A 17-year-old Afghan refugee, whose ax attack on a train in Bavaria left five people injured, appears to have been radicalized in a short period. Officials confirmed an IS-released video of the teenager to be authentic.
Officials said on Tuesday evening that the attack appeared to have an Islamist-religious background, with the 17-year-old appearing to seek "revenge" against non-believers.
The attack took place on Monday evening, when the teenager went on a stabbing rampage after boarding a train near the Bavarian city of Würzburg. The suspect, who allegedly shouted "Allahu Akhbar," (God is great), was shot dead by police shortly afterward.
Five people were injured including four from the same Hong Kong family. Two of the injuries were said to be serious.
The text was written in a note pad that contained passages in Pashtun and Arabic, as well as hand drawn symbol of the militant terror group "Islamic State."
'Revenge against infidels'
In the letter to his father, the youngster asked for prayers. "Pray for me, that I can get revenge against these infidels and pray for me, that I get to heaven."
Köhler said that while the teenager had an online presence, there was no indication that he had been radicalized until very recently. Shortly before the ax attack, he had posted a "cryptic message" to "enemies of Islam."
Shortly before the attack, on Saturday, the 17-year-old had learned that a friend had been killed, Köhler said. The news had appeared to have left a "deep impression" on him. While he was a Muslim by faith, the teen was not said to regularly attend mosque. He was not on the radar of police, or intelligence services.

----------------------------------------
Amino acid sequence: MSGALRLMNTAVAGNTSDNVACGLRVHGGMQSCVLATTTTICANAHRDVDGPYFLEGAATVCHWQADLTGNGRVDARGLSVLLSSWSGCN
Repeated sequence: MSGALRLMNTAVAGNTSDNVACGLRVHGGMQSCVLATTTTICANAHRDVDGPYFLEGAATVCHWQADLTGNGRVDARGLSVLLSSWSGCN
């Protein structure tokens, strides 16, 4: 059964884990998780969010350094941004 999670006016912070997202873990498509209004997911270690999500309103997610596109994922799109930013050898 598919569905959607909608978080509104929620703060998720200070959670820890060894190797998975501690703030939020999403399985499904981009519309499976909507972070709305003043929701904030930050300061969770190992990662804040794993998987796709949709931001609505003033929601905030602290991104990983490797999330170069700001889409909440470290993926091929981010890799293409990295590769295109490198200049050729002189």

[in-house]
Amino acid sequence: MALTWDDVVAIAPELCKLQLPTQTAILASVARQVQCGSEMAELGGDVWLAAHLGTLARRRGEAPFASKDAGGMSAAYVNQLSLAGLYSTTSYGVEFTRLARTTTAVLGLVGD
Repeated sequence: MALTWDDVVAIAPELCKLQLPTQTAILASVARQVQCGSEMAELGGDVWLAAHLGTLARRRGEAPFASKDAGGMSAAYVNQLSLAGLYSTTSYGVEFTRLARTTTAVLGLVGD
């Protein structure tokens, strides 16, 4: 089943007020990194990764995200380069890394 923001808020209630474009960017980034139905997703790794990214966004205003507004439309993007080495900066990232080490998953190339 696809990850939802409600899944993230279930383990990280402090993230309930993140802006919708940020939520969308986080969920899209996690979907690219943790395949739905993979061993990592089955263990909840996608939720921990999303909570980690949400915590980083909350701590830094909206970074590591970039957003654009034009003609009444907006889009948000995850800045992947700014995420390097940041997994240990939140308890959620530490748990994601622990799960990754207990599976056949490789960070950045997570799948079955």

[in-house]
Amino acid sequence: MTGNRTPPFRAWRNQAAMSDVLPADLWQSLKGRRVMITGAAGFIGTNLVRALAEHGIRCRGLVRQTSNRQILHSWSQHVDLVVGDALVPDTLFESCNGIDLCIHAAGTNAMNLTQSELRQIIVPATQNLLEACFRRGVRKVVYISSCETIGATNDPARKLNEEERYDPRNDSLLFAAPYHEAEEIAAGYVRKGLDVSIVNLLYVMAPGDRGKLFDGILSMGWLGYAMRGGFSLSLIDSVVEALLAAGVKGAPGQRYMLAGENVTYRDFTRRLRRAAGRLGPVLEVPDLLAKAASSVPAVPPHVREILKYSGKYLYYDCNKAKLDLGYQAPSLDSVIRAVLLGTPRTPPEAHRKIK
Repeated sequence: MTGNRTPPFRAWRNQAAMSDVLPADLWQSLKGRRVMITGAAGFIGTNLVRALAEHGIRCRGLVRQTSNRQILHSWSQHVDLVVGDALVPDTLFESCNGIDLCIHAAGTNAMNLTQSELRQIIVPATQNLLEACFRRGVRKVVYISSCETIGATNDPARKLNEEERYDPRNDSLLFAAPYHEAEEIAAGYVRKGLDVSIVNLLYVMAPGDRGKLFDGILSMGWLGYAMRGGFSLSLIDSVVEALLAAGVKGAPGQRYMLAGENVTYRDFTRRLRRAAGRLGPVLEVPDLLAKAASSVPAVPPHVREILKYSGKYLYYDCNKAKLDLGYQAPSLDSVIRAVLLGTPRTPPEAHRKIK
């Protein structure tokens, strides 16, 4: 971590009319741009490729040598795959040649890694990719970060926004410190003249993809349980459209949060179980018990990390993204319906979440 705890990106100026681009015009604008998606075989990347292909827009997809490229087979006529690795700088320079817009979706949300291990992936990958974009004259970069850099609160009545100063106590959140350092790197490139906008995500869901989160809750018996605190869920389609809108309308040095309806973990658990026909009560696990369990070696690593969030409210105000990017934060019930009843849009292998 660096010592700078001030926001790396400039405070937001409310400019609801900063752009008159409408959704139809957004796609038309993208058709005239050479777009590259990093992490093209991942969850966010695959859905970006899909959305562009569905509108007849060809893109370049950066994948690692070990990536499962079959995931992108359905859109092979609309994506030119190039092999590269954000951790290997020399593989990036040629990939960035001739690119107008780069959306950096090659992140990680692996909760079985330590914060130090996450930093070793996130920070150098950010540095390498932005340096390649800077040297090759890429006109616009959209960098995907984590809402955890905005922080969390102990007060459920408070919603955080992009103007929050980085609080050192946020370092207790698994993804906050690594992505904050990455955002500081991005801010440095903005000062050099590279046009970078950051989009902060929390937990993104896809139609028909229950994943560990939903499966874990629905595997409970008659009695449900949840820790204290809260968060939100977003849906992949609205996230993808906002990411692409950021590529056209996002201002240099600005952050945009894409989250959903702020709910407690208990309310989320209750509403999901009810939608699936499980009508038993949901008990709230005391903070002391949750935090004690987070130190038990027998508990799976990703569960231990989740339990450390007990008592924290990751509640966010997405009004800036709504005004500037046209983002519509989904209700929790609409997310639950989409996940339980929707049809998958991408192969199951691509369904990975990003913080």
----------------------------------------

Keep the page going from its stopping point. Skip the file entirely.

The "Islamic State" (IS) mouthpiece Aamaq on Tuesday published a video featuring an individual that the militant group identified as the perpetrator of the attack. In the clip, a young man resembling the teenager is seen with a knife, saying he will use it to kill infidels.
The video was confirmed to be genuine on Tuesday evening by the Bavarian Interior Ministry.
Speaking earlier on German television, Bavarian Interior Minister Joachim Herrmann said investigators were making contact with people involved with the 17-year-old. He had been living in Würzburg since March, in a home for minors who had travelled to Germany unaccompanied to seek asylum. The foster family home where he had lived for the past two weeks was searched. "A hand-painted IS flag was found in his room," Herrmann said.
Aamaq said IS claimed responsibility for the attack and that the 17-year-old was its "fighter." The claim was phrased in a similar way to the IS response to the Bastille Day truck attack which killed 84 people in Nice, France last week.
rc/mm (AFP, AP, dpa, Reuters)